In the opinion of some scholars, it is to Recared that we should assign, if not the composition, at any  p258 rate the authoritative publication of that great battle-hymn of orthodoxy the 'Quicunque vult,' which is generally known by the incorrect name of 'The Creed of Saint Athanasius.'

Recared's wooings. In his father's lifetime Recared had been betrothed to the young Regunthis, daughter of the Neustrian Chilperic and Fredegundis; but on her father's assassination this matrimonial project fell through though the bride had already arrived on her nuptial journey almost at the borders of the Visigothic kingdom. After his conversion Recared obtained, as we have seen, the promise of the hand of Chlotoswinda, sister of Childebert, thus depriving Authari of the coveted Frankish alliance. In fact, however, this betrothal also came to naught, and the wife whom Recared eventually married was a Visigothic lady named Baddo. Certainly the Merovings and the kings of the Visigoths were not happy in their matrimonial diplomacies.

Failure of Childebert's second invasion of Italy, 587 (?). We return to court of Childebert, whither came messengers from the Emperor Maurice with the usual request that the Frankish king would send an army to Italy to fight against the Lombards. Childebert, supposing that his widowed sister was still alive and in the Emperor's power, complied the more readily with the Imperial request, and sent an expedition across the Alps.52 But the heterogeneous character of the state which obeyed the rule of the Austrasian  p259 king reflected itself disastrously in his army. So great a dissension arose between the Franks and Alamanni serving under his standards, that, without any gain of booty for themselves or conquest of territory for their master, they were obliged to return home.53

Austrasian embassy to Constantinople to plead for the restoration of Athanagild, 588 (?). At length, perhaps early in the year 588, the tidings of the death of Ingunthis reached the court of Metz, but at the same time probably came the news that the little Athanagild was detained at Constantinople. Thereupon all the resources of Austrasian diplomacy were employed to procure his liberation. Four ambassadors were sent to Constantinople: their names and titles were Sennodius the 'Optimate,' Grippo the king's Sword-bearer, Radan the Chamberlain, and Eusebius the Notary. They took with them a whole packet of letters, sixteen of which have been preserved. Though written, of course, not by their reputed authors, but by some clerk — probably an ecclesiastic — in the royal chancery, they are interesting for the light which they throw on the ways of European diplomacy in the seventh century, and especially on the relations existing between the barbarian kings of Western Europe and the Imperial Court.54 There are letters to the Emperor's father, the veteran Paulus; to his little son Theodosius, a child of about the same age as Athanagild; to the Patriarch of Constantinople; to the Master of the Offices, the Quaestor and the Curator of the Palace, beseeching the good offices of all these illustrious persons on behalf of the ambassadors, sent as they were to establish a firm peace between the Frankish monarchy and the Empire. In these letters  p260 we hear but little of the true, the personal object of the embassy; but those addressed by Childebert to Maurice, and by Brunichildis to the Empress, are more outspoken, and plead earnestly for the liberation of the little orphan who, by the waves of a cruel destiny, had been drifted so far from his home. Two of the letters are addressed to Athanagild himself. In the letter of Brunichildis to her grandson, notwithstanding the stilted style of its address, there is something really pathetic. Though the prattling child is called 'the glorious lord, king Athanagild,' he is also 'my sweetest grandson whom I long after with inexpressible desire'; and we read that the vanished Ingunthis will not seem altogether lost, if only Brunichildis may gaze upon her offspring.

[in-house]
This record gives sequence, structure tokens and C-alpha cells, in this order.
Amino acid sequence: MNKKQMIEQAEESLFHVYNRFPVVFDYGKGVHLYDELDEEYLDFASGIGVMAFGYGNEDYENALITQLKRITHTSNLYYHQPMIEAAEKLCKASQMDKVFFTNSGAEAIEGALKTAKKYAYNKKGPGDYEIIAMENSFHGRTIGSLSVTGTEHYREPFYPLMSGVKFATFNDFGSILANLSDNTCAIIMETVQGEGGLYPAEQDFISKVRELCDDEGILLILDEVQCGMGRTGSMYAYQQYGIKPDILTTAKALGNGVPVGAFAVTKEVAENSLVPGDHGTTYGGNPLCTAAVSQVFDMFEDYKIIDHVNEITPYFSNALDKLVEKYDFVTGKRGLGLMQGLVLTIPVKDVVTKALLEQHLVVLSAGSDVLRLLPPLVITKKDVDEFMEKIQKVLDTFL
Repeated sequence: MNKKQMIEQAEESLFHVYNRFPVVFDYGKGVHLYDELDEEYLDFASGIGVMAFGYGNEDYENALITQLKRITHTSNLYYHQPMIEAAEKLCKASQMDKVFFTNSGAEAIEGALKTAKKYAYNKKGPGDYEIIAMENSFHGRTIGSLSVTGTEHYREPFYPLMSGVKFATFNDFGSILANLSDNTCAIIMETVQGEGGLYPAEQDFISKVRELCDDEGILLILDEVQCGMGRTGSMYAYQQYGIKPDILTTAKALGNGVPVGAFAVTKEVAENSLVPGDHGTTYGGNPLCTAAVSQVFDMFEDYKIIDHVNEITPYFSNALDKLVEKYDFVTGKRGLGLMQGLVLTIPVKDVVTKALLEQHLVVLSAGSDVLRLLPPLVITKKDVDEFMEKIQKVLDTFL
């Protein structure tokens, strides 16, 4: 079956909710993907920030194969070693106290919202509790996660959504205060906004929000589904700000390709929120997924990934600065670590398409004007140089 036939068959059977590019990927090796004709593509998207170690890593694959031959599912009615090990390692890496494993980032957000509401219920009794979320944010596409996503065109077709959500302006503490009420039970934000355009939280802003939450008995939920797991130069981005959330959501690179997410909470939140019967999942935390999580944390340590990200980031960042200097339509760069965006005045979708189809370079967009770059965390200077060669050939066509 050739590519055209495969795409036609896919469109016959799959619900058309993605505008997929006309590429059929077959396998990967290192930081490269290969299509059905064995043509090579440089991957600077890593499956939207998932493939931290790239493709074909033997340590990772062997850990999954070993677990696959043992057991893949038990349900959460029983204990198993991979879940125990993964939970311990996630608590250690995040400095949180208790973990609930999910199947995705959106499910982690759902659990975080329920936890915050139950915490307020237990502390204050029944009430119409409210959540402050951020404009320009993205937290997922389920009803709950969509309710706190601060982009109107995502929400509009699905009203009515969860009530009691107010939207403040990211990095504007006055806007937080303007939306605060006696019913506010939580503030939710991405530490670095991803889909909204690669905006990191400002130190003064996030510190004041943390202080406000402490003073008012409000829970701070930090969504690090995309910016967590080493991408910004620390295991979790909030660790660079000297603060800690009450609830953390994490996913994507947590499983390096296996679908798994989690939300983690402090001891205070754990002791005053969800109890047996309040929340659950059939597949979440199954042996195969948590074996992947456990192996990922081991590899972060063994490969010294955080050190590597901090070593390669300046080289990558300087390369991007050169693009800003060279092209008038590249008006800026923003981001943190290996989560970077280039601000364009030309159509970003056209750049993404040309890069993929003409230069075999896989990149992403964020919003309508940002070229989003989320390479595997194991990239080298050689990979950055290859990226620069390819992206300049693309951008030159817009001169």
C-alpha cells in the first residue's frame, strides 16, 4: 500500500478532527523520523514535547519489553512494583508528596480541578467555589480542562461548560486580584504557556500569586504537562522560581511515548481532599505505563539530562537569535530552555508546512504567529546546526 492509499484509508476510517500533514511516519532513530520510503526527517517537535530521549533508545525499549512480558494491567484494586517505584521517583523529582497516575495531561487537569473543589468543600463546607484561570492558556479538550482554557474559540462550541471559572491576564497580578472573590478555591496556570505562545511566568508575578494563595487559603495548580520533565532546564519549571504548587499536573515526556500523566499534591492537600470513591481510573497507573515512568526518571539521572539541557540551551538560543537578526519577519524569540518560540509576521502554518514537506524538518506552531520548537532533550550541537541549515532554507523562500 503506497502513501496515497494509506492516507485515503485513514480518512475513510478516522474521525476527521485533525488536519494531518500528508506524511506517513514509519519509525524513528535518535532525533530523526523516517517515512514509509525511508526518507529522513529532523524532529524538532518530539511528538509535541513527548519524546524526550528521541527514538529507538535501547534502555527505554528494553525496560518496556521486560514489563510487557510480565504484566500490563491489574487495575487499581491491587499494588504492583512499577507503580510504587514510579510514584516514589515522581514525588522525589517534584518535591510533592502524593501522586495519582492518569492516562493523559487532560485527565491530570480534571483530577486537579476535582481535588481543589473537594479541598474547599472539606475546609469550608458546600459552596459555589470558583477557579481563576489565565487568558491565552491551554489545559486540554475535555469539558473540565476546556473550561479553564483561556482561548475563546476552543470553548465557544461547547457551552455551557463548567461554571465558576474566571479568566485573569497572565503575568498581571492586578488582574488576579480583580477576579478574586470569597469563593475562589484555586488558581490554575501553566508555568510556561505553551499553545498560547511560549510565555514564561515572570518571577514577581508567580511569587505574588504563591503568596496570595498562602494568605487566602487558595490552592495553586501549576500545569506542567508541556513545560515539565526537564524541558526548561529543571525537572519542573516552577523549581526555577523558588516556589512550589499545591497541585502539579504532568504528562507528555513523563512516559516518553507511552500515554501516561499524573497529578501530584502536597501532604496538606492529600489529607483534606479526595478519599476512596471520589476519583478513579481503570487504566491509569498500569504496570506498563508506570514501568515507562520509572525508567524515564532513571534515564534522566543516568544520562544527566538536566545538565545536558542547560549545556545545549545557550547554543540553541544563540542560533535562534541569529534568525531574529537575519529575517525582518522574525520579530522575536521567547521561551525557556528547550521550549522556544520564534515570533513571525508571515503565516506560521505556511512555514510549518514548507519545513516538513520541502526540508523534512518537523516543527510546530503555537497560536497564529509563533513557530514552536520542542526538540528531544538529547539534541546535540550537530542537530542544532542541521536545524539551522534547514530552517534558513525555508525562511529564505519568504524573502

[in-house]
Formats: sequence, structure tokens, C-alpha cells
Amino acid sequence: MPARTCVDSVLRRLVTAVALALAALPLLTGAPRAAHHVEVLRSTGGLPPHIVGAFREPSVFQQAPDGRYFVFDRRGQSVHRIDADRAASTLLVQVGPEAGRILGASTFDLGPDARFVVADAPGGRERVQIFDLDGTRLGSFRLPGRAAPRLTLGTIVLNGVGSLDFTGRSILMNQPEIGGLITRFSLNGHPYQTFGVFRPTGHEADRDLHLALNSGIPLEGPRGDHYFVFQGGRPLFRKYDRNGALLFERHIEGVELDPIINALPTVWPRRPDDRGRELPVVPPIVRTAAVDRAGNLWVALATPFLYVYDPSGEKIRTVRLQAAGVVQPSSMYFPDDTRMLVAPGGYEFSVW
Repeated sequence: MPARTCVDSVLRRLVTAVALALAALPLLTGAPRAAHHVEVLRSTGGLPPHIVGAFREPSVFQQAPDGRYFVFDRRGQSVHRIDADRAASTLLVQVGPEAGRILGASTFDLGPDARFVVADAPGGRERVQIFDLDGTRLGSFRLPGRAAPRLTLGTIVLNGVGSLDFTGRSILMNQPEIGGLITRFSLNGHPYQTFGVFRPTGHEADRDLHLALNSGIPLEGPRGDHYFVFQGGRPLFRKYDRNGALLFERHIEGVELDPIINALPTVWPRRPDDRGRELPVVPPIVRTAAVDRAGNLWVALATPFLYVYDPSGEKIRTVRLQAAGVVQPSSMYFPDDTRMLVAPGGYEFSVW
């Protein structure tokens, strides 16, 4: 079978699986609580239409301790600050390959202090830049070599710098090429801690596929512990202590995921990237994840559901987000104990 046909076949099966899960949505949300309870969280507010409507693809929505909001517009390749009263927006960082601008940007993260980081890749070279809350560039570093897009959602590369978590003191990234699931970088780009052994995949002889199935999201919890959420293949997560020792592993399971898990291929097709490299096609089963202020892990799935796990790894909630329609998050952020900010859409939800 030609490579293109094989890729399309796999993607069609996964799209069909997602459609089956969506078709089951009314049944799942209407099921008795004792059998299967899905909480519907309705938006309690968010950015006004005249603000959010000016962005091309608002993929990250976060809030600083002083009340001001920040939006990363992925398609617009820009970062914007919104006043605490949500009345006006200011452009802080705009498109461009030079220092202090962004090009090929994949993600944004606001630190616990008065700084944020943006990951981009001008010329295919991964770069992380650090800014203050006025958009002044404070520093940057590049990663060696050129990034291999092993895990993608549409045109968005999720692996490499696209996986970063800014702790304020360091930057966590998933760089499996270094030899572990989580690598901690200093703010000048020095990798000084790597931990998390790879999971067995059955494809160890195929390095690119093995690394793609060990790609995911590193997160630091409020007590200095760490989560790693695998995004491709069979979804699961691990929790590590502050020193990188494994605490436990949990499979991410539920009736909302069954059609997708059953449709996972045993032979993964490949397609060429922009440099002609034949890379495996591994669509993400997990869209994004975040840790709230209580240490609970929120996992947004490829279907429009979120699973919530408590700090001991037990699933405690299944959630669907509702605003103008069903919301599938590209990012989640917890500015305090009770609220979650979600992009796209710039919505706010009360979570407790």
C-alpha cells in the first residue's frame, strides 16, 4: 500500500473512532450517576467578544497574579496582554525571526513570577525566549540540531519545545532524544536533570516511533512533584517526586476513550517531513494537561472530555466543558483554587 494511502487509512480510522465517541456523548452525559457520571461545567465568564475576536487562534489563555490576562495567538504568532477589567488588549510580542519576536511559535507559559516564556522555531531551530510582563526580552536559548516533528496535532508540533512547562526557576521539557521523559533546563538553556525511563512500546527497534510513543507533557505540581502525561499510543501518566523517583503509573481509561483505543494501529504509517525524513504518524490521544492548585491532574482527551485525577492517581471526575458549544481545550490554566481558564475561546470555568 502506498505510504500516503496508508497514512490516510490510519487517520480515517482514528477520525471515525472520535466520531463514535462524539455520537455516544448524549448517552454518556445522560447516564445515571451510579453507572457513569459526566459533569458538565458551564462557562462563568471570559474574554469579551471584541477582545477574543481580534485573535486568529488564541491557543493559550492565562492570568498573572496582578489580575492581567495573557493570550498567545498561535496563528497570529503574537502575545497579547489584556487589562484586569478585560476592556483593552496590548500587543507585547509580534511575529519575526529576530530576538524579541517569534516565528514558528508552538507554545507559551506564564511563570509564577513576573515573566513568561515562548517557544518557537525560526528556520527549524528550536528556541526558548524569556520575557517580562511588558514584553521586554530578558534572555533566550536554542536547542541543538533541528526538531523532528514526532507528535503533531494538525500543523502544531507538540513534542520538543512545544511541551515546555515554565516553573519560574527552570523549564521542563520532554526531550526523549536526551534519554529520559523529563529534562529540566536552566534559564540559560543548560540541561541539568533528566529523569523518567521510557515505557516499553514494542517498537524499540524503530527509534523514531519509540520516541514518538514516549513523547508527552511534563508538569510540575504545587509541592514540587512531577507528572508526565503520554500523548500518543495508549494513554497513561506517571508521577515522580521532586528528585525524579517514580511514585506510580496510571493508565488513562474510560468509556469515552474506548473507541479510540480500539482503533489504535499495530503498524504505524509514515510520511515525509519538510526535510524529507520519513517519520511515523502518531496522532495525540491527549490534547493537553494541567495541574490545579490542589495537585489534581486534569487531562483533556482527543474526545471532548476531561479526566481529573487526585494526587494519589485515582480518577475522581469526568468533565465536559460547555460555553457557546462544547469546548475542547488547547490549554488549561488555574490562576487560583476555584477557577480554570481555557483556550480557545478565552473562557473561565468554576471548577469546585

The whole correspondence, and the way in which this little one's captivity among 'the Greeks' influences the movements of armies, and accomplishes results which thousands of solidi had been vain to procure, give us a favourable idea of the strength of the family tie among these otherwise unattractive Merovingian monarchs. Even the apathetic Childebert seems to show some concern for the safety of his nephew: but doubtless Brunichildis was the moving spirit in the whole negotiation. That fierce old Spanish lioness, though her life was spent in fray, had something of the lioness's longing to recover her captured whelp.